For most, the centerpiece of the Christmas meal is ham. Unless you are a seasoned professional in the art of ham baking, you may have some questions. Below you'll find some helpful information.
Step one in cooking a ham, is choosing one. Most commonly what you will find in the market are precooked, spiral cut ham, also known as a "city ham". These are the most highly popular hams available. They are soaked in a seasoned brine and smoked with a variety of different woods, just like bacon, and are pre-cut for easy carving. We reccomend bone-in.
Another type of ham that is a southern favorite is called "Country Ham". Country hams are famous for being richly flavored, notoriously salty and are cured over a long period of time. They are sold cooked and uncooked.
How much you should buy is dependent on what type of ham you buy. Since country ham is so salty, it is usually served in smaller portions. Martha Stewart reccomends 6 oz for a main course, for a city ham, she reccomends 8-10 oz for a main course per guest.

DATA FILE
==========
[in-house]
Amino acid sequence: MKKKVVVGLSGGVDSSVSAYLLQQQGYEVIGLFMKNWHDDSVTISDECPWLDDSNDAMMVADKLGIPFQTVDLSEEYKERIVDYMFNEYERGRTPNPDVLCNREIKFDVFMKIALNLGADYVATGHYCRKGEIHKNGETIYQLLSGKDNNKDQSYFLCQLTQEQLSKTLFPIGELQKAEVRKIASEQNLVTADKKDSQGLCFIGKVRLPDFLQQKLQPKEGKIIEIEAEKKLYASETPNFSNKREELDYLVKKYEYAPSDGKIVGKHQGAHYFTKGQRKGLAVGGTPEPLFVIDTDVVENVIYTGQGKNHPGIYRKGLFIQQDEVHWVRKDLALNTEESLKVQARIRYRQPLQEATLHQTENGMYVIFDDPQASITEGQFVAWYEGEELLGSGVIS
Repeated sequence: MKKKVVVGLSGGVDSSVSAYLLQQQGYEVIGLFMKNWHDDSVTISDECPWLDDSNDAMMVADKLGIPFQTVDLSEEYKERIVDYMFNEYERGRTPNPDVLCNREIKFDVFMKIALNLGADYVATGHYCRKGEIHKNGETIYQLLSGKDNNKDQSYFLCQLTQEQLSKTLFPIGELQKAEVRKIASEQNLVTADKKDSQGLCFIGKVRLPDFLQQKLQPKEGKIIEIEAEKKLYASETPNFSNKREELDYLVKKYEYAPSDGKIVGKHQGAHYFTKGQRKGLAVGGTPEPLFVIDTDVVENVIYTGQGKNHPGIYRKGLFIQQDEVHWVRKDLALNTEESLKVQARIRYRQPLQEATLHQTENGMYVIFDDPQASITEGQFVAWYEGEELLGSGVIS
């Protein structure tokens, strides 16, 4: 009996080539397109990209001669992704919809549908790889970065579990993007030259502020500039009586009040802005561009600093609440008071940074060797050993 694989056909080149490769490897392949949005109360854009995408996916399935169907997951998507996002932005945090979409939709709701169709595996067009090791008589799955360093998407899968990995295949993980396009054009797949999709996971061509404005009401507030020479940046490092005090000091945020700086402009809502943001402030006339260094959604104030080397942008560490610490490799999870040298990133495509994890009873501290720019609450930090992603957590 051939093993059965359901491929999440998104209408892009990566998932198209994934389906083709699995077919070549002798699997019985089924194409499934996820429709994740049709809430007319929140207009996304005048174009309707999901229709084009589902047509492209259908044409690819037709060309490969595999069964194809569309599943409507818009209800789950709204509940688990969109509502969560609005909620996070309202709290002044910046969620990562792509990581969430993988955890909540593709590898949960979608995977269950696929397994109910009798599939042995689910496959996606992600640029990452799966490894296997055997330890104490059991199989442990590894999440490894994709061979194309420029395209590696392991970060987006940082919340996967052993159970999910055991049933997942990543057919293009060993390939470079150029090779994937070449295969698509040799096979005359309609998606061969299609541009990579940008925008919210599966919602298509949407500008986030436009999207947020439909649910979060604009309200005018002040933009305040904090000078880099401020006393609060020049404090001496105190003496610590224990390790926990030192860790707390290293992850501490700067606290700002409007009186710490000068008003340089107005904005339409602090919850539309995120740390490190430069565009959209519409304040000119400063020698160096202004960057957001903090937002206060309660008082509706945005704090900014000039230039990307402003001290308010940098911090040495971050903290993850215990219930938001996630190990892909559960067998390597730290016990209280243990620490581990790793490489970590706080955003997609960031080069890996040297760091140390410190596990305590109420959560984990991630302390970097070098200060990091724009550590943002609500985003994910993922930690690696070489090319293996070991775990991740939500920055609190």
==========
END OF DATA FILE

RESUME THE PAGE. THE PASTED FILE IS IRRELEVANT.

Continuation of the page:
If your ham is un-cut it will benefit from being scored along the skin and fat in a diagonal pattern. As the ham bakes, the skin begins to render down and the fat absorbs into the meat. This also is where the glaze can seep into the meat making the ham more flavorful.
If your ham came with a pre-made glaze packet in the packaging, throw it out or find another use for it. There are tons of super simple yet thoroughly delicious ham glaze recipes out there. Find a few of ours here!
There are two very solid ways to cook your holiday ham: oven-bake it or slow-cook it. Oven-baking takes less time and gives you a little more control over the viscosity of the glaze, while slow cooking leaves room in your oven for other holiday meal prep and makes for a ridiculously tender ham — but it does take about twice as long to cook.
Oven-baking takes 20 to 30 minutes per pound for a total for 1 to 2 1/2 hours depending on the oven temperature.
Slow-cooking takes 4 to 5 hours depending on the weight of the ham.